Liu Xiaobo was admitted as a student of Chinese Literature at Jilin University in 1977, and two years later joined the Innocent Hearts (Chi Zi Xin), a poetry group created by six schoolmates. After graduating with a BA in literature in 1982, he began graduate studies in Chinese Literature at Beijing Normal University. He married his university classmate, Tao Li, who was teaching at the Beijing Language Institute, and their son Liu Tao was born the following year.
A literary dark horse
In April 1984, Liu published his debut article, “On Artistic Intuition”, in The Journal of the University of International Relations, followed by an essay on the ancient philosopher Zhuangzi (Chuang-tzu) in the bimonthly Social Science Front. That same year, he received his MA in literature and became a teacher of Chinese literature at Beijing Normal University. He continued publishing articles and reviews in various academic journals, expressing the rebellious spirit of “New Literature” against mainstream literature and its tolerance of humiliation. This “Liu Xiaobo Phenomenon” sent shockwaves through mainland China’s literary circles.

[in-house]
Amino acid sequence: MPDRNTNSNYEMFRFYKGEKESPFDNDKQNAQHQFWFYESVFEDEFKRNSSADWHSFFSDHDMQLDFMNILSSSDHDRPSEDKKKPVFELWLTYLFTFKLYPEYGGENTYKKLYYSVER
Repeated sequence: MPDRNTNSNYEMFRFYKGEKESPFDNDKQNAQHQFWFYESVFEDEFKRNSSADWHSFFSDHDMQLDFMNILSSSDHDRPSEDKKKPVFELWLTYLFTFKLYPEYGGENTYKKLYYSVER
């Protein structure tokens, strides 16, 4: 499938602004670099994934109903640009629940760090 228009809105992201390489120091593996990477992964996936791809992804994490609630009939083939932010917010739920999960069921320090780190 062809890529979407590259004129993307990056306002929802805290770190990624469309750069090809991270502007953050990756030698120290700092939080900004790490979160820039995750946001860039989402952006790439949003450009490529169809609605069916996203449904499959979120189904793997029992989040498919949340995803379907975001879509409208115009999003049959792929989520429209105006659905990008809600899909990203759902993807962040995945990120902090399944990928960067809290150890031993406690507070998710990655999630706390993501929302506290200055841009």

In September 1986, the Institute of Literature at the Chinese Academy of Social Sciences held a symposium in which Liu Xiaobo gave an impromptu speech entitled “The Crisis Facing New Era Literature”. Liu referred to China’s mainstream May Fourth Literature and Western Modernist Literature in terms considered shocking at the time, which he applied to Chinese cultural and intellectual circles generally: